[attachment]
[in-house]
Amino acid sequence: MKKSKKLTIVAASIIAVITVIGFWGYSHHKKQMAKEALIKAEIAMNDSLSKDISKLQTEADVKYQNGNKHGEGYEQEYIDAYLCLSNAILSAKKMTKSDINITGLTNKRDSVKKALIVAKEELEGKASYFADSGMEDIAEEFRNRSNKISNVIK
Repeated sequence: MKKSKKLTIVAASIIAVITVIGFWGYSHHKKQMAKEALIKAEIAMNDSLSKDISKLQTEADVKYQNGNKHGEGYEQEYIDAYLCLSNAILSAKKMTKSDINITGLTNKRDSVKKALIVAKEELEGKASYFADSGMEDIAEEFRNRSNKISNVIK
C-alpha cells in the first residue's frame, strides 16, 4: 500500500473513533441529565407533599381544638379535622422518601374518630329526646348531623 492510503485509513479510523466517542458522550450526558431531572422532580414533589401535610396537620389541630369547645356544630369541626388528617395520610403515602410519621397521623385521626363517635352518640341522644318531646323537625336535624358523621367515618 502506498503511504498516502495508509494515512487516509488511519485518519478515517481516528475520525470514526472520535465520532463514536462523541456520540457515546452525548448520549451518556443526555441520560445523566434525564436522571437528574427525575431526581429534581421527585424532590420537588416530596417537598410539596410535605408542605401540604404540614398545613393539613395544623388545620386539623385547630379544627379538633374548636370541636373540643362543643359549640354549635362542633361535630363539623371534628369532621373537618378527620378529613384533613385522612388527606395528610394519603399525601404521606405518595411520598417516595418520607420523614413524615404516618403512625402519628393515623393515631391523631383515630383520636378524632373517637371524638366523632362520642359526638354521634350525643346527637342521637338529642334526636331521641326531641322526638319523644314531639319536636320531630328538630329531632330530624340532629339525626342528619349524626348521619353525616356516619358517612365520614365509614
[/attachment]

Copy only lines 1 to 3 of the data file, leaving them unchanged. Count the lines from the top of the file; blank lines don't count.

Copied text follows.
[in-house]
Amino acid sequence: MKKSKKLTIVAASIIAVITVIGFWGYSHHKKQMAKEALIKAEIAMNDSLSKDISKLQTEADVKYQNGNKHGEGYEQEYIDAYLCLSNAILSAKKMTKSDINITGLTNKRDSVKKALIVAKEELEGKASYFADSGMEDIAEEFRNRSNKISNVIK
Repeated sequence: MKKSKKLTIVAASIIAVITVIGFWGYSHHKKQMAKEALIKAEIAMNDSLSKDISKLQTEADVKYQNGNKHGEGYEQEYIDAYLCLSNAILSAKKMTKSDINITGLTNKRDSVKKALIVAKEELEGKASYFADSGMEDIAEEFRNRSNKISNVIK